Environmentalists want killers of jumbos heavily punished

29Jan 2016
Our Reporter
The Guardian
Environmentalists want killers of jumbos heavily punished

ENVIRONMENTAL activists through Mazingira Network – Tanzania (MANET) have called upon the government to ensure that reckless killings of innocent elephants and rhinos are stopped and perpetrators of the barbaric business are heavily punished.

Remnants of coastal forest

MANET is an umbrella organisation of more than 70 environmental non-governmental organisations (NGOs).

MANET secretary Frank Luvanda expressed concerns over the unstopped poaching in the country’s wildlife sanctuaries, saying the wanton practice remains a serious challenge that needs all players to address the vice.
“But, we believe the current government under President John Magufuli will deal with the challenge,” he said, urging the government to ensure that boundaries of all protected areas are known to the public.

In that case, it would be necessary to reduce boundary conflicts between villagers living adjacent to protected areas and the authorities governing those areas.

“We also want to see illegal fishing gear such as dynamite fishing, poison fishing, and the use of under-size fishnets is stopped. We also want to see the government stop further deforestation of natural forests in Tanzania both in the protected forests and on the general land,” the official said in a statement issued in Dar es Salaam yesterday.

According to Luvanda, there is a need for the government to ensure simple and affordable renewable energy technologies are disseminated to communities for sustainable management of natural resources in the country.

MANET also wants to see all multinational oil and gas companies operating in Tanzania abide by international safety and environmental standards so as to protect marine ecosystems.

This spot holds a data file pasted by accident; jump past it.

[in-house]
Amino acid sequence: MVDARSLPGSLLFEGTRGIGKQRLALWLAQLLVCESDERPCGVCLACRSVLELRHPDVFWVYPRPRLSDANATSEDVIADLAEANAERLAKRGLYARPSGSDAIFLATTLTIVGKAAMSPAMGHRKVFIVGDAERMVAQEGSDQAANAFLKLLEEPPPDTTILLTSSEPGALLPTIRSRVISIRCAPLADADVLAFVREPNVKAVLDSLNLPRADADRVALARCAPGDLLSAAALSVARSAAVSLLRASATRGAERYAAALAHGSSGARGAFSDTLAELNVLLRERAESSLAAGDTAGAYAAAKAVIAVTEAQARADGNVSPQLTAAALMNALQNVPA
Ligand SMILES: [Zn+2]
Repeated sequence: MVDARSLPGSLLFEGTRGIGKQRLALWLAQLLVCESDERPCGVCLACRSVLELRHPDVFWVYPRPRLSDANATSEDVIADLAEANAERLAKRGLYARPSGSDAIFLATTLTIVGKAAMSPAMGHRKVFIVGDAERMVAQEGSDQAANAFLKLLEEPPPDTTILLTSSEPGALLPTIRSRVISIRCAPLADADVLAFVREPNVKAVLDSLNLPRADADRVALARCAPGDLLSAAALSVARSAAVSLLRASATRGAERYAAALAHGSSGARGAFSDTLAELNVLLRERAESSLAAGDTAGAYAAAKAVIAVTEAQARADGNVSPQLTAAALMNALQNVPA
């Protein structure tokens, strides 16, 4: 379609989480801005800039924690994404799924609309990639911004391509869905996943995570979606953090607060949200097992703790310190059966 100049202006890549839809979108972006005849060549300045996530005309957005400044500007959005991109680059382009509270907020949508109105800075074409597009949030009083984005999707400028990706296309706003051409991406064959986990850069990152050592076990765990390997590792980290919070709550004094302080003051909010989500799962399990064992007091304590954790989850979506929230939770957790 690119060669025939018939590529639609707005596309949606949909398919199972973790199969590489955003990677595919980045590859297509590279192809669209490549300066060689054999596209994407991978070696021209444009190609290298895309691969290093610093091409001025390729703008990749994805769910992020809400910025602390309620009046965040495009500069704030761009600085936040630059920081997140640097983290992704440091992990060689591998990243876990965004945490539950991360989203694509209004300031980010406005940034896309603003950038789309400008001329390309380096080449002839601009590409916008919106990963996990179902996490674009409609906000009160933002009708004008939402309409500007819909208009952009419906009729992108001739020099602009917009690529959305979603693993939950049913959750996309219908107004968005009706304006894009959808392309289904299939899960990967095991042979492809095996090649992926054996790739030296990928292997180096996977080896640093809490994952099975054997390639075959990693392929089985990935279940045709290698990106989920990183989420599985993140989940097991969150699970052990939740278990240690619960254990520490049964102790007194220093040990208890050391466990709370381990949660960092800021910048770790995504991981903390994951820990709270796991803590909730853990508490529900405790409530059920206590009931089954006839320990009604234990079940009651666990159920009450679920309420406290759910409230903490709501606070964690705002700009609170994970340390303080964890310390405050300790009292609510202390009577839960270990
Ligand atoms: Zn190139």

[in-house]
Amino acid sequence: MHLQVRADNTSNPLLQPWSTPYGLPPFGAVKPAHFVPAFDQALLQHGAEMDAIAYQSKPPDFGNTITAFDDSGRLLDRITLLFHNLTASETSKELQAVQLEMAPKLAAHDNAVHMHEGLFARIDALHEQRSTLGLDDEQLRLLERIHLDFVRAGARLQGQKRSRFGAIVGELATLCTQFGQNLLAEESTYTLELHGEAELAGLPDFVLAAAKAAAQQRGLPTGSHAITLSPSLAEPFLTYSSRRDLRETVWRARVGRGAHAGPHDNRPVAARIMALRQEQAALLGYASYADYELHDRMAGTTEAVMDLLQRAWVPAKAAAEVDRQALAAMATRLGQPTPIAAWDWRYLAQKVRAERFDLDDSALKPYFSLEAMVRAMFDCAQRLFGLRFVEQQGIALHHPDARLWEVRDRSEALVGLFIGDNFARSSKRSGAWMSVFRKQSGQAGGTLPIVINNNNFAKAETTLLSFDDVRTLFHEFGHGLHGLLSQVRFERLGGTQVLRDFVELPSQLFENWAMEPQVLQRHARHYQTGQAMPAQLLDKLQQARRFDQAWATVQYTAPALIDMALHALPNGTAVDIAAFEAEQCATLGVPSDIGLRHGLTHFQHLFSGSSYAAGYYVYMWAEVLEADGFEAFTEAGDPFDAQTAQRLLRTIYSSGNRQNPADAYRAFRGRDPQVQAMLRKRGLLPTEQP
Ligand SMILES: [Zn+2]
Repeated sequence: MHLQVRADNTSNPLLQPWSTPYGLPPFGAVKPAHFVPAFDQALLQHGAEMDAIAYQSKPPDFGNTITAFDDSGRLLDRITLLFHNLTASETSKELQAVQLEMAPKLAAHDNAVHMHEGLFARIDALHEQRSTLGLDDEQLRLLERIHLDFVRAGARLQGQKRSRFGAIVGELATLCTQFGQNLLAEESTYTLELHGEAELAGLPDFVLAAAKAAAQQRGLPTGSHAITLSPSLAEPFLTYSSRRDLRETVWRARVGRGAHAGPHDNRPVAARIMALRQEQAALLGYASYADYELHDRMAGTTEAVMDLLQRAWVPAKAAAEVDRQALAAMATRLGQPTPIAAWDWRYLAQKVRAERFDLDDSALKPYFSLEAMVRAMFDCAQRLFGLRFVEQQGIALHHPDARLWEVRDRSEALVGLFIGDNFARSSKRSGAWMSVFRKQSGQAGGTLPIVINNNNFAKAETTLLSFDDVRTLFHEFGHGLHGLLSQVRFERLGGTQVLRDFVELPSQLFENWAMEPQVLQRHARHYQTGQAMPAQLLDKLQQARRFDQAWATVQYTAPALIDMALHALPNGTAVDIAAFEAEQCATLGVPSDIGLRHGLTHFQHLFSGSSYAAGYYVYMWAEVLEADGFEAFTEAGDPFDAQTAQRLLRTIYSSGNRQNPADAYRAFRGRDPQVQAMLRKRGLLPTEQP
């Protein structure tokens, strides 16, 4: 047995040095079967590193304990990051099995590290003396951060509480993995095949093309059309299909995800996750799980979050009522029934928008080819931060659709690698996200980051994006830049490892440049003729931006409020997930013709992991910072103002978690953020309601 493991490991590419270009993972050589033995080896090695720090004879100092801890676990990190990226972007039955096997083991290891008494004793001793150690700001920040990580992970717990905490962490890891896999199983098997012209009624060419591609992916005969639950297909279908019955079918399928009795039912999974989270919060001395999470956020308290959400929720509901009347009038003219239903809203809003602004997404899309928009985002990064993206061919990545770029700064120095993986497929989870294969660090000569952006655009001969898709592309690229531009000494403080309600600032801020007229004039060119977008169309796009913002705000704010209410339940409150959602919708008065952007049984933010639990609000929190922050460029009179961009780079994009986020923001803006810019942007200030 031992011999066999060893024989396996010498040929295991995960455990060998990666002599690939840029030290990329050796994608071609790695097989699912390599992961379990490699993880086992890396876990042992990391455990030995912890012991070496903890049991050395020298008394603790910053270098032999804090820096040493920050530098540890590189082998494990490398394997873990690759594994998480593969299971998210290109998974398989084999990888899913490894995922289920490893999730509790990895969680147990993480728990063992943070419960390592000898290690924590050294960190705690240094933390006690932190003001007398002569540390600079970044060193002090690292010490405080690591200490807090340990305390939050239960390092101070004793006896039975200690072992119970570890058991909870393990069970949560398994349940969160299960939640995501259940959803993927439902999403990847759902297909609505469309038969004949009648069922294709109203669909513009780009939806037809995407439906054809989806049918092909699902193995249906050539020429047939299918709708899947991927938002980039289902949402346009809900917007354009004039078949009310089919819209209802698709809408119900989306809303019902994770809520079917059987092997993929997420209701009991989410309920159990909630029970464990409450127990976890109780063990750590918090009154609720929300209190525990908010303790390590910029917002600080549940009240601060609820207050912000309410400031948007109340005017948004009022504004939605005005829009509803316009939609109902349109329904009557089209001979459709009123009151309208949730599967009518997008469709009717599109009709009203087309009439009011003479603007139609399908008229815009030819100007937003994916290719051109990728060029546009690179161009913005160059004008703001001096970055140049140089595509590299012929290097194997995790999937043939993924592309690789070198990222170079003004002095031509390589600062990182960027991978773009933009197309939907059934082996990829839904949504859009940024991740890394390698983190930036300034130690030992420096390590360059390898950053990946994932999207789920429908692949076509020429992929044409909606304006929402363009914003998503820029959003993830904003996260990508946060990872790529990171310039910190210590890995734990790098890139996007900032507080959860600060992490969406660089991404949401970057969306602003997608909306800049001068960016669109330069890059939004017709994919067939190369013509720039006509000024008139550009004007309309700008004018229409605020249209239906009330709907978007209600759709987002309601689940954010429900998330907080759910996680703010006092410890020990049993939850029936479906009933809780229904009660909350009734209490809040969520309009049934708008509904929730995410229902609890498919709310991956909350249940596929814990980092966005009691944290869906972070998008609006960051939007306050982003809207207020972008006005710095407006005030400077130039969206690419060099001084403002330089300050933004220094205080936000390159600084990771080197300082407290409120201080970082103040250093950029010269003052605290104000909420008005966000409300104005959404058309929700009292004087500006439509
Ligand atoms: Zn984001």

He implored the need for local communities to be engaged in environmental conservation as part of responding to the negative effects of climate change in the country and globally at large.

“The government should also ensure that all old policies and legislation that resulted in the current environmental challenges and threats are reviewed for better management of natural resources and sustainable development of our country.”

“It is also high time the government collaborated well with Civil Society Organizations both national and international in the conservation of the environment. Tanzania also needs to put in place mechanisms that would help in combating corruption and poor governance around natural resources in Tanzania,” said MANET chairperson Zubery Mwachulla.

Commending President Magufuli’s stand in tackling environmental challenges, wildlife poaching, and in solving the problem of boundaries between villagers and protected areas, Mwachulla said:

“As MANET, we’ll collaborate with the government in scaling up environmental conservation in forestry, wildlife, fishery, and extractives (oil and natural gas).We’ll also work hand in hand with the government in addressing environmental challenges brought by climate change and support renewable energies as part of mitigation and adaptation efforts to climate change in Tanzania,” Mwachulla said.

MANET has been working closely with World Wildlife Fund for Nature (WWF) in ensuring that there is sustainable conservation of natural resources in Tanzania.

In 2014, MANET partnered with WWF in a campaign against illegal wildlife trade, dubbed: ‘Illegal Wildlife Trade Campaign’.

The campaign involved local communities fighting against barbaric killings of innocent wild animals, which is currently at an alarming rate.

The official from WWF Tanzania, Gerald Kamwenda was quoted as saying the fight against poaching needs collective efforts among stakeholders.

MANET is a national NGO and an umbrella of 71 Civil Society Organisations. It works primarily in advocating for good governance of natural resources that would in turn improve livelihood of community members.

It also works basically in three thematic areas namely, Forestry, Wildlife and Fisheries.

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